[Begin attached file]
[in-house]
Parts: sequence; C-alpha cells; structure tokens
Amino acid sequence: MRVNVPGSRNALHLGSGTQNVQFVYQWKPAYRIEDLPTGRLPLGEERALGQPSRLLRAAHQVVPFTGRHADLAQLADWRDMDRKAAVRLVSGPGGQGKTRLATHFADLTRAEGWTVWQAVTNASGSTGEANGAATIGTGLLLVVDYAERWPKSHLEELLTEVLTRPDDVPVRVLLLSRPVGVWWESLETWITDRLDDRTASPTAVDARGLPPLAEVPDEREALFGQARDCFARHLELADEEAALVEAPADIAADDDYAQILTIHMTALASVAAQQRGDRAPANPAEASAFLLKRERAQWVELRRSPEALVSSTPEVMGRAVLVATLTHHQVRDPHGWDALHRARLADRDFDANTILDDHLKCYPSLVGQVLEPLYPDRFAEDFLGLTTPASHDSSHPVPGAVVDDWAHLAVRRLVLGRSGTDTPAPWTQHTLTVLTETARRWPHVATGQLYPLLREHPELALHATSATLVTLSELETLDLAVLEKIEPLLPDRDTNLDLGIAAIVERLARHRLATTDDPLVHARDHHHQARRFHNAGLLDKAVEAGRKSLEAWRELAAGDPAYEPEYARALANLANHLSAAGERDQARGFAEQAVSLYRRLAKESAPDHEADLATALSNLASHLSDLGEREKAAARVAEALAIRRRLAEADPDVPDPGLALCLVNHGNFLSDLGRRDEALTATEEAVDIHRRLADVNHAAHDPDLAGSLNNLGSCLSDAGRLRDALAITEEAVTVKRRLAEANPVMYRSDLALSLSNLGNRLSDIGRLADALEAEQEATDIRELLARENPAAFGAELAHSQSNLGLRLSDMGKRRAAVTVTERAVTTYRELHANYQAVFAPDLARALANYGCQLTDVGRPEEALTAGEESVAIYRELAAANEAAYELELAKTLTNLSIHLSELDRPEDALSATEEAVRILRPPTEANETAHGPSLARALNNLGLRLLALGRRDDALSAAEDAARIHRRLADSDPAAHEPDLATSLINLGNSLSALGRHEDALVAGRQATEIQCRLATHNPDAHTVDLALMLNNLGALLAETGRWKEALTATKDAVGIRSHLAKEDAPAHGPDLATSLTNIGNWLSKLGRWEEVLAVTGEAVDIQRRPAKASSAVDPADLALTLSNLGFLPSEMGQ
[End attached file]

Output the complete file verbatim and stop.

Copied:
[in-house]
Parts: sequence; C-alpha cells; structure tokens
Amino acid sequence: MRVNVPGSRNALHLGSGTQNVQFVYQWKPAYRIEDLPTGRLPLGEERALGQPSRLLRAAHQVVPFTGRHADLAQLADWRDMDRKAAVRLVSGPGGQGKTRLATHFADLTRAEGWTVWQAVTNASGSTGEANGAATIGTGLLLVVDYAERWPKSHLEELLTEVLTRPDDVPVRVLLLSRPVGVWWESLETWITDRLDDRTASPTAVDARGLPPLAEVPDEREALFGQARDCFARHLELADEEAALVEAPADIAADDDYAQILTIHMTALASVAAQQRGDRAPANPAEASAFLLKRERAQWVELRRSPEALVSSTPEVMGRAVLVATLTHHQVRDPHGWDALHRARLADRDFDANTILDDHLKCYPSLVGQVLEPLYPDRFAEDFLGLTTPASHDSSHPVPGAVVDDWAHLAVRRLVLGRSGTDTPAPWTQHTLTVLTETARRWPHVATGQLYPLLREHPELALHATSATLVTLSELETLDLAVLEKIEPLLPDRDTNLDLGIAAIVERLARHRLATTDDPLVHARDHHHQARRFHNAGLLDKAVEAGRKSLEAWRELAAGDPAYEPEYARALANLANHLSAAGERDQARGFAEQAVSLYRRLAKESAPDHEADLATALSNLASHLSDLGEREKAAARVAEALAIRRRLAEADPDVPDPGLALCLVNHGNFLSDLGRRDEALTATEEAVDIHRRLADVNHAAHDPDLAGSLNNLGSCLSDAGRLRDALAITEEAVTVKRRLAEANPVMYRSDLALSLSNLGNRLSDIGRLADALEAEQEATDIRELLARENPAAFGAELAHSQSNLGLRLSDMGKRRAAVTVTERAVTTYRELHANYQAVFAPDLARALANYGCQLTDVGRPEEALTAGEESVAIYRELAAANEAAYELELAKTLTNLSIHLSELDRPEDALSATEEAVRILRPPTEANETAHGPSLARALNNLGLRLLALGRRDDALSAAEDAARIHRRLADSDPAAHEPDLATSLINLGNSLSALGRHEDALVAGRQATEIQCRLATHNPDAHTVDLALMLNNLGALLAETGRWKEALTATKDAVGIRSHLAKEDAPAHGPDLATSLTNIGNWLSKLGRWEEVLAVTGEAVDIQRRPAKASSAVDPADLALTLSNLGFLPSEMGQ